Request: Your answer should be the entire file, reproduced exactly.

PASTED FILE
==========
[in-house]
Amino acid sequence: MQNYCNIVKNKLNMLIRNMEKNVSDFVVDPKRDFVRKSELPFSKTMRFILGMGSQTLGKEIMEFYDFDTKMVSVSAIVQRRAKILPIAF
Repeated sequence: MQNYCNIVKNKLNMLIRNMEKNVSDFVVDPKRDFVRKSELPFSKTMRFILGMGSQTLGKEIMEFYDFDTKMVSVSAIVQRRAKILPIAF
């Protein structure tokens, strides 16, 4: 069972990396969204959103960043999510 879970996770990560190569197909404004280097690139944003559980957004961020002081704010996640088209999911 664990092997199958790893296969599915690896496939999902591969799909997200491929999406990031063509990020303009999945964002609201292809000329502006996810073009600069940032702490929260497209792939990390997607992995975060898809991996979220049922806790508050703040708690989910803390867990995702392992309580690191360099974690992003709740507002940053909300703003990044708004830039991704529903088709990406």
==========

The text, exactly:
[in-house]
Amino acid sequence: MQNYCNIVKNKLNMLIRNMEKNVSDFVVDPKRDFVRKSELPFSKTMRFILGMGSQTLGKEIMEFYDFDTKMVSVSAIVQRRAKILPIAF
Repeated sequence: MQNYCNIVKNKLNMLIRNMEKNVSDFVVDPKRDFVRKSELPFSKTMRFILGMGSQTLGKEIMEFYDFDTKMVSVSAIVQRRAKILPIAF
């Protein structure tokens, strides 16, 4: 069972990396969204959103960043999510 879970996770990560190569197909404004280097690139944003559980957004961020002081704010996640088209999911 664990092997199958790893296969599915690896496939999902591969799909997200491929999406990031063509990020303009999945964002609201292809000329502006996810073009600069940032702490929260497209792939990390997607992995975060898809991996979220049922806790508050703040708690989910803390867990995702392992309580690191360099974690992003709740507002940053909300703003990044708004830039991704529903088709990406």